I knit my Fame Trend Wingspan starting with a cast-on row of 75 because I wanted my piece longer and more scarf-like than Maylin’s Tri’Coterie shoulderette mini-shawl original. Here are my mods. I was inspired by Lenora’s Angel Wingspan variant, and decided to take the eyelet idea to the extreme, using larger eyelets and lots more of them, plus adjusting stitch count to work better with the project’s natural tendency to “clump” into three-stitch units. I also transposed this to all garter stitch because I liked the way the welts framed the double eyelets.
Again, the basic concept and shape here is Maylin’s. Click on the link above to retrieve her free pattern (free Ravelry sign-in required). You’ll need it to use my supplement, below. And the idea of piercing it with holes came from Lenora. I just took their concepts and ran with them.
If you are using standard fingering weight yarn, use a needle larger than the 3.5mm needle recommended for the original, in order to increase laciness and yield a softer more fluid drape. For my Zauberball Crazy edition of this variant (true fingering weight), I used a US #5 (3.75mm). For the Marks & Kattens Fame Trend I had to go up to a US #8 (5mm) before I got the result I liked.
Rows 1-4: Work as per original instructions, rows 1-4
Row 5: Sl1p, K2, YO, *SS-K1-PSSsO, YO2*, until 6 stitches remain before the marker. Finish last 6 stitches by SS-K1-PSSsO, YO, k3, remove marker. Turn. (If you like any other double decrease may be used instead of the slip-slip-knit one-pass-both-slipped-stitches-over, I’ve experimented with K3tog and SSSK, and both look fine)
Rows 6 and 7: Work as per original instructions, row 3-4, but knit instead of purl – working a K,P in each double yarn over and a K in each single yarn over when you encounter them. Advance the traveling marker as described in the original on each wrong side row, until you work a final wrong side row with only 3 stitches, and have no place to put it.
Row 1: Sl1p, YO, *SS-K1-PSSsO, YO2*, until 6 stitches remain before the marker. Finish last 6 stitches by SS-K1-PSSsO, YO, K3. Turn
Row 2: Sl1p, K2, place non-traveling marker. K3, place traveling marker, knit to end, working a K,P in each double YO, and a single K in each single YO. Cast on 18 stitches.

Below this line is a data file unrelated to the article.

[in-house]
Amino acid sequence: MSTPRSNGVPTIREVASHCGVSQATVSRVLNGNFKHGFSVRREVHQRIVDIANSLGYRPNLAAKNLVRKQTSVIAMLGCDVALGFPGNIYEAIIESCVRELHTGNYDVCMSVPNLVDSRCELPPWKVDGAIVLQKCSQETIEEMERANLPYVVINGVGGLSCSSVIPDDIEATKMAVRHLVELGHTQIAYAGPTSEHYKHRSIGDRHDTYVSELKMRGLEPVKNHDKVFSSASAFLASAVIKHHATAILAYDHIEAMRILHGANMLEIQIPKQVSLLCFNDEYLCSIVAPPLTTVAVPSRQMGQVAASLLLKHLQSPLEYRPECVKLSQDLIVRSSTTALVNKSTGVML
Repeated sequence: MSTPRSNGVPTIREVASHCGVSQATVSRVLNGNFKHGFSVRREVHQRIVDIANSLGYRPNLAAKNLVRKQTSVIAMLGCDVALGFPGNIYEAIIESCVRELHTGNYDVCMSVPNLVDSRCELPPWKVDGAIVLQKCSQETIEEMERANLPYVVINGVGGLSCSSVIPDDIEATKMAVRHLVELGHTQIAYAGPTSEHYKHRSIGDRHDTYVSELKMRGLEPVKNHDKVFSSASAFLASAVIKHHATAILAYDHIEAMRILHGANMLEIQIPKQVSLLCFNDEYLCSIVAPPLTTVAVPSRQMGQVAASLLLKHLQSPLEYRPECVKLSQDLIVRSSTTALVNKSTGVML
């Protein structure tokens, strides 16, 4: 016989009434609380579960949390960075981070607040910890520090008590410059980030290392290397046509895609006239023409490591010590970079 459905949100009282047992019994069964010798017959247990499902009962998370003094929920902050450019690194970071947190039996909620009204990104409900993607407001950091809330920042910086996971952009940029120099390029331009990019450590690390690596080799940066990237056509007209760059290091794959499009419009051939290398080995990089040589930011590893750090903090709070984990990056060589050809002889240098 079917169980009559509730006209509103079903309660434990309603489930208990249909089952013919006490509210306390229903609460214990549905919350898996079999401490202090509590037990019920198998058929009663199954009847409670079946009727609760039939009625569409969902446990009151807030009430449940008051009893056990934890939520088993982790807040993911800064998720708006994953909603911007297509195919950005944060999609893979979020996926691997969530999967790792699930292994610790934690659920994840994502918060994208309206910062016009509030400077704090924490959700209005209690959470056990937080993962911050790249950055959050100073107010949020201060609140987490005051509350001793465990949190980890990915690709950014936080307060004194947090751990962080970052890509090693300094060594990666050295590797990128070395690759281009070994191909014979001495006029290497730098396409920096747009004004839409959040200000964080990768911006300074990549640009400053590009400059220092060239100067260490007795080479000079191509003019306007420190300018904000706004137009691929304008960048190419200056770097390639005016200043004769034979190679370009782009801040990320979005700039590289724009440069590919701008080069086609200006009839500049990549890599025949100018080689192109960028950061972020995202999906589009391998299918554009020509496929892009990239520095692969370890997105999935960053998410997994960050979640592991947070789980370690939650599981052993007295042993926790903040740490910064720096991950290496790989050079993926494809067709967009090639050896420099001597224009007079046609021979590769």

Row 3 and 5: Work as per triangle 2, row 3 of the original.
Row 4 and 6: Work as per triangle 2, row 4 of the original, but do it in all knit rather than purling.
Repeat rows 1-6 until the traveling marker walks all the way back to the starting edge.
Triangle 3 and all subsequent triangles:
Row 1: Work as per Triangle 2, Row 1 above, until 24 stitches remain before the marker. Finish last 6 stitches by SS-K1-PSSsO, YO, K3. Place a new non-traveling marker, and turn. After you place the non-traveling marker, there should be 18 stitches between it and the previous non-traveling marker.
Row 2: Work as per Triangle 2, Row 2 above.
Continue working Triangle 3 (and subsequent triangles) in the method established for Triangle 2, following the original pattern’s logic. Because my version of the Tri’Coterie pattern is narrower and uses big eyelets, you should get 9-10 triangles out of a 420+ meter skein of fingering weight or sport weight yarn, instead of the pattern’s described eight.
After the completion of a triangle, when you decide your piece is long enough, and you still have about a third of a triangle’s worth of yarn left, it’s time to finish.
Row 1: Repeat Triangle 1, Row 5 above across the entire backbone of the piece, removing all markers as you encounter them.
Rows 2-4: Sl1p, knit to end. AT THE END OF EACH ROW OF GARTER STITCH REASSESS YOUR REMAINING YARN. Depending on available yardage, needle size and gauge, I’ve been able to knit at least one row of garter stitch prior to the bind-off row. You will need approximately 4 times total project width for that final bind-off row. The Marks & Kattens had enough for me to work four rows of garter prior to bind-off. Noro Taiyo had enough for two rows of garter prior to binding off.
Bind off loosely. Because of the big eyelets, damp block this piece to within an inch of its life to make them spread. Try to do it following the design’s natural helix for best effect.
Hope someone else is tempted by this project in my variant or in the original. It’s dramatic, quick, and not as difficult as all those abbreviations make it look. It’s a great one-skein holiday gift project that uses yarns that are tempting/beautiful in the ball, but are a true challenge to use effectively. And like the best of those, is as addictive as potato chips.
Next post will muse on the changing nature of the on-line knitting community, with sincere appreciation to some old coteries who helped me think it through, and who wrote to me to express support. Stay tuned!
Added several more rescued patterns from wiseNeedle to the Knitting Pattern link above, including:
- Firefighters’ Socks
- Impossible Socks
- Pine Tree Toe Up Socks
- Jelly Bean Toe Up Socks
- Ch’ullu Hat
- Knot-a-Hat Earwarmer Band
- Spring Lightning Lacy Scarf
Will continue to plug away. Reminder – please, if you are thinking of linking to these, please link to the source page rather than the individual PDF. I can’t guarantee that the PDF links won’t change.
Ported over patterns for
- Kombu Scarf
- Justin’s Octagon Crib Counterpane
- Mountain Laurel Crib Counterpane
- Kids’ “Chain Mail” Coif and Hauberk
- Simple Toe-Up Socks in Four Sizes
Click at “Knitting Patterns” link at top of this page to view.
Stay tuned! More are coming.